Journal of Ophthalmology

Journal of Ophthalmology / 2011 / Article

Clinical Study | Open Access

Volume 2011 |Article ID 951294 |

Nilgun Yildirim, Huseyin Gursoy, Afsun Sahin, Ahmet Ozer, Ertugrul Colak, "Glaucoma after Penetrating Keratoplasty: Incidence, Risk Factors, and Management", Journal of Ophthalmology, vol. 2011, Article ID 951294, 6 pages, 2011.

Glaucoma after Penetrating Keratoplasty: Incidence, Risk Factors, and Management

Academic Editor: David A. Wilkie
Received08 Aug 2011
Revised09 Oct 2011
Accepted17 Oct 2011
Published30 Nov 2011


Purpose. To report the incidence and risk factors for postkeratoplasty glaucoma (PKG), as well as its management. Subjects and Methods. 122 eyes, (43% with pseudophakic and aphakic bullous keratopathy (PABK)) which underwent penetrating keratoplasty (PK), were analyzed. Results. The rate of PKG development was 34% within 39 months of follow-up. PABK, corneal perforations, keratitis, and previous high intraocular pressure (PHIOP) were high risk factors for PKG. Glaucoma was controlled medically in 62% of PKG cases. Surgery (Ex-PRESS shunt in 63%) and diode laser cyclophotocoagulation were applied in others (38%). The rate of postoperative complications and graft survival was similar in eyes with and without PKG. Conclusion. PHIOP, preoperative diagnoses other than keratoconus, and corneal dystrophies were highly associated with PKG. Ex-PRESS shunts were effective in refractory PKG. If glaucoma is controlled, it is possible to obtain similar rates of graft survival and postoperative complications in eyes with and without PKG.

1. Introduction

There are many corneal transplantation techniques such as deep anterior lamellar keratoplasty and Descemet’s stripping endothelial keratoplasty with many advantages over penetrating keratoplasty (PK), but PK is still the most common type of corneal transplant performed [1]. The leading indications for PK are keratoconus, bullous keratopathy (BK), corneal scars due to previous intraocular surgeries, infections, or trauma, corneal dystrophies, and graft failure [2]. In developing countries, corneal scars due to herpes simplex virus, presumed bacterial infections, or traumatic insults are more frequent indications for PK than the noninflammatory conditions such as keratoconus and corneal dystrophies [3]. The success of PK depends on many preoperative, intraoperative, and postoperative factors, including the health of the donor cornea, the indication for PK, suture techniques preferred, the quality of postoperative management, and the presence of high intraocular pressure (IOP) [1]. Postkeratoplasty glaucoma (PKG) is one of the challenging issues important for the survival of the graft. The incidence of PKG has been reported to range between 9% and 35% [49]. It has been reported to be one of the most serious complications following PK and the second leading cause of graft failure after graft rejection [10, 11]. Its diagnosis and management are much more difficult than the glaucoma cases with their own corneas [12].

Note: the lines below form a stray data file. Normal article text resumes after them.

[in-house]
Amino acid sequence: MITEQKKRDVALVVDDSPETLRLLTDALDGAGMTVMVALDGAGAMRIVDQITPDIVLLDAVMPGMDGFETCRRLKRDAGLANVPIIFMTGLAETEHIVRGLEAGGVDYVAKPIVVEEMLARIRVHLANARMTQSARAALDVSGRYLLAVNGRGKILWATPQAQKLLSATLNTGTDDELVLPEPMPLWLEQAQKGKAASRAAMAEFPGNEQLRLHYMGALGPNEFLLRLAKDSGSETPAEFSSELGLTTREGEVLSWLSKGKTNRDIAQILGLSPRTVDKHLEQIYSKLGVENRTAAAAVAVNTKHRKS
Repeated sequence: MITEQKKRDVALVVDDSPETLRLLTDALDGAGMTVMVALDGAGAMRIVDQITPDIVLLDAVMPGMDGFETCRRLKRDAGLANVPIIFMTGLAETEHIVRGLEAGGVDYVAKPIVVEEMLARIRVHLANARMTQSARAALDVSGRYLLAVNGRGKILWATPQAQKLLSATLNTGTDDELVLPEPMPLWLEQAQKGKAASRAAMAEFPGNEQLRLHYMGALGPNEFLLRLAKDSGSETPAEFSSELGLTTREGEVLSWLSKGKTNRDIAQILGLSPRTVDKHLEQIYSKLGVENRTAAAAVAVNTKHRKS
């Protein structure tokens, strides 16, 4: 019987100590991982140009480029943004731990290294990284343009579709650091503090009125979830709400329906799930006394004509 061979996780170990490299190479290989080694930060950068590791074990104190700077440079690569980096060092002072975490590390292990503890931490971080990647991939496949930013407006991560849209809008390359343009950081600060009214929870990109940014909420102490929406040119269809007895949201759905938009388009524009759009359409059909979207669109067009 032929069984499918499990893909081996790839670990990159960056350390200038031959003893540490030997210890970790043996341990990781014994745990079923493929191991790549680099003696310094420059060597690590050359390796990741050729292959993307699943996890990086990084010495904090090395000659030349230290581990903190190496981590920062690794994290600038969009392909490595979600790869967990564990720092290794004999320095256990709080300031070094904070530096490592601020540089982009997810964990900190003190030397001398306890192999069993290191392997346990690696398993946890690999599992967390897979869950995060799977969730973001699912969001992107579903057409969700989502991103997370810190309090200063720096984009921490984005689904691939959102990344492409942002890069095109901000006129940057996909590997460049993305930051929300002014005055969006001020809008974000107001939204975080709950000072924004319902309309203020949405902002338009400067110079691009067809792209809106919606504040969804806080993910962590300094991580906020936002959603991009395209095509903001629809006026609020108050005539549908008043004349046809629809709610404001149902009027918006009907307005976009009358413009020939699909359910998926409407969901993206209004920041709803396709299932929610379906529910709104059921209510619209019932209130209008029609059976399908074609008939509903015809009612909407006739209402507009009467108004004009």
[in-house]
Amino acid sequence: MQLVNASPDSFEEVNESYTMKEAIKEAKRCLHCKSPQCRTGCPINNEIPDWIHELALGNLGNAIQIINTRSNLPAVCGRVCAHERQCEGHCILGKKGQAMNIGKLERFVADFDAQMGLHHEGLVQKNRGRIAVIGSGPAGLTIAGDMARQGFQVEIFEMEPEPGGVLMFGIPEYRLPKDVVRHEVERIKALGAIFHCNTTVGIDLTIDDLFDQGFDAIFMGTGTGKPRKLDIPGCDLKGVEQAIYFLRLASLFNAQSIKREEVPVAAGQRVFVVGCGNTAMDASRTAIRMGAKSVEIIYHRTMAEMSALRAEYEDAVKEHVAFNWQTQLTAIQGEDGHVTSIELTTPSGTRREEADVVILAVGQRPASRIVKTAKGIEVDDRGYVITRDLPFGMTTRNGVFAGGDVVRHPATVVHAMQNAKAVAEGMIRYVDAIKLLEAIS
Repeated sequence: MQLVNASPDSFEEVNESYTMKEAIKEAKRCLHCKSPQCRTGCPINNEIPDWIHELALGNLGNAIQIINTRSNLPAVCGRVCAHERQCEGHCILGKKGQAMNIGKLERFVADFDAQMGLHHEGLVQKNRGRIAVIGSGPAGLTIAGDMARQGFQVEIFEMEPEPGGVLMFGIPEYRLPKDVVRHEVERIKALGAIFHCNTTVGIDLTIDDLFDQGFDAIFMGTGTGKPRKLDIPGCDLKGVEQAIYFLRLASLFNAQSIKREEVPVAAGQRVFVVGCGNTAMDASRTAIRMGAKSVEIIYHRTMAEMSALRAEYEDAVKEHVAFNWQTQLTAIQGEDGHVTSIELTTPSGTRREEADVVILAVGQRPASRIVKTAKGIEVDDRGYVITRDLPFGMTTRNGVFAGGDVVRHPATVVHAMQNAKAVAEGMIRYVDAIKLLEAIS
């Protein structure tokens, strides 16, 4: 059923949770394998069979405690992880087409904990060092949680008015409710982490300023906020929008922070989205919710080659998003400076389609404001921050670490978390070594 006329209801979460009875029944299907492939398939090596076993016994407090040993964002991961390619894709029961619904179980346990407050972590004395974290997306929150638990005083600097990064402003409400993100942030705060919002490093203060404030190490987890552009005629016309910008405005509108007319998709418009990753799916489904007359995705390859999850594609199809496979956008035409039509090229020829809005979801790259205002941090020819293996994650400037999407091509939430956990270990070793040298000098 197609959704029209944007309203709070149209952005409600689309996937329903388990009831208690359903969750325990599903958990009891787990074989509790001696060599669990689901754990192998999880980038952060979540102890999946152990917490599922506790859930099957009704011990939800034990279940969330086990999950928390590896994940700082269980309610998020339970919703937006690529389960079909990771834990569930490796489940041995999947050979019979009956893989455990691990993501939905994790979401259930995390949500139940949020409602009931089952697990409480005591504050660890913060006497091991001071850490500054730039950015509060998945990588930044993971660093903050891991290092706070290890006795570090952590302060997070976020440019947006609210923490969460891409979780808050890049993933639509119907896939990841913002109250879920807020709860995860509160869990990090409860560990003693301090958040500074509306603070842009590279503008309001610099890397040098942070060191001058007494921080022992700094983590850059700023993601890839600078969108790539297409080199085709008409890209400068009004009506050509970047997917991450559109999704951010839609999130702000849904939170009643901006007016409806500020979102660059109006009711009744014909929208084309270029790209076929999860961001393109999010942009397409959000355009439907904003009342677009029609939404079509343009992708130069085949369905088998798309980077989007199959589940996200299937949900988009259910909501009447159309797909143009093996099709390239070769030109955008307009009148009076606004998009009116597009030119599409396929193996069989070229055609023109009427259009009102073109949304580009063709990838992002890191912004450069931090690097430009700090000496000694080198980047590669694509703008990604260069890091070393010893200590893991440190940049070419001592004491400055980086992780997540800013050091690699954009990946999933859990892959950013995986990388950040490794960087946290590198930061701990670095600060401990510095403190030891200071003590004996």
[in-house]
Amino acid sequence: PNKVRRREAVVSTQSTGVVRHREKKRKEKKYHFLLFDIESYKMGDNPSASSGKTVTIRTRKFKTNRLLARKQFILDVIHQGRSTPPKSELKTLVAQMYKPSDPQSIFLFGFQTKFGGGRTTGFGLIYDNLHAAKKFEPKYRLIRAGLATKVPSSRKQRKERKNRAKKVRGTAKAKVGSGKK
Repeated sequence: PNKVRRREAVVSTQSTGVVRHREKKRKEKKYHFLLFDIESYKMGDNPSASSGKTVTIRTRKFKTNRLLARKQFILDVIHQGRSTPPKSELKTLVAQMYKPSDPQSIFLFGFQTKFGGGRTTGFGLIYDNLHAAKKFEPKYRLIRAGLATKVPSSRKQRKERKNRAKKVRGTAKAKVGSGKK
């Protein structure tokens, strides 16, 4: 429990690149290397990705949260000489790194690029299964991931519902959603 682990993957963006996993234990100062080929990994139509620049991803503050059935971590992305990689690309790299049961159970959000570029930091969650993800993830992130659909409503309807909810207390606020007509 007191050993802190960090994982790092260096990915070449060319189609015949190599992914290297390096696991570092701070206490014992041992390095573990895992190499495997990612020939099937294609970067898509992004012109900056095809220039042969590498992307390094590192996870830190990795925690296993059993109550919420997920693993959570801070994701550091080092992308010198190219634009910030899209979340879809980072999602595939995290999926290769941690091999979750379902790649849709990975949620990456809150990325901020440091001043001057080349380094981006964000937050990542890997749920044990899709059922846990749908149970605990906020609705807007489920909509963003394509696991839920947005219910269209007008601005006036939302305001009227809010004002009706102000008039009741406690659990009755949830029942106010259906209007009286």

The aims of our study were to report the incidence and risk factors for PKG and its management.

2. Materials and Methods

This was a retrospective study conducted at the Department of Ophthalmology, Eskisehir Osmangazi University Medical Faculty, Eskisehir, Turkey. The charts of 155 eyes that underwent PK between January 2007 and July 2010 were reviewed independently from the indication for PK. Out of these 155 eyes, 122 satisfied all the inclusion criteria. The inclusion criteria were follow-up period of at least 12 months after PK and well-documented IOP measurements at each visit. These 122 eyes were allocated to three groups depending on the indications for PK. Group 1 included 29 eyes of 24 patients (16 women and 8 men) with keratoconus or corneal dystrophies. Group 2 included 53 eyes of 51 patients (28 women and 23 men) with pseudophakic or aphakik BK. Group 3 included 40 eyes of 40 patients (20 women and 20 men) with indications other than those in groups 1 and 2. Indications for PK are represented in Table 1.

IndicationsNumber of eyesPercentage

Group 1Keratoconus1714%
Corneal dystrophies1210%

Group 2Pseudophakic/aphakic bullous keratopathy5343%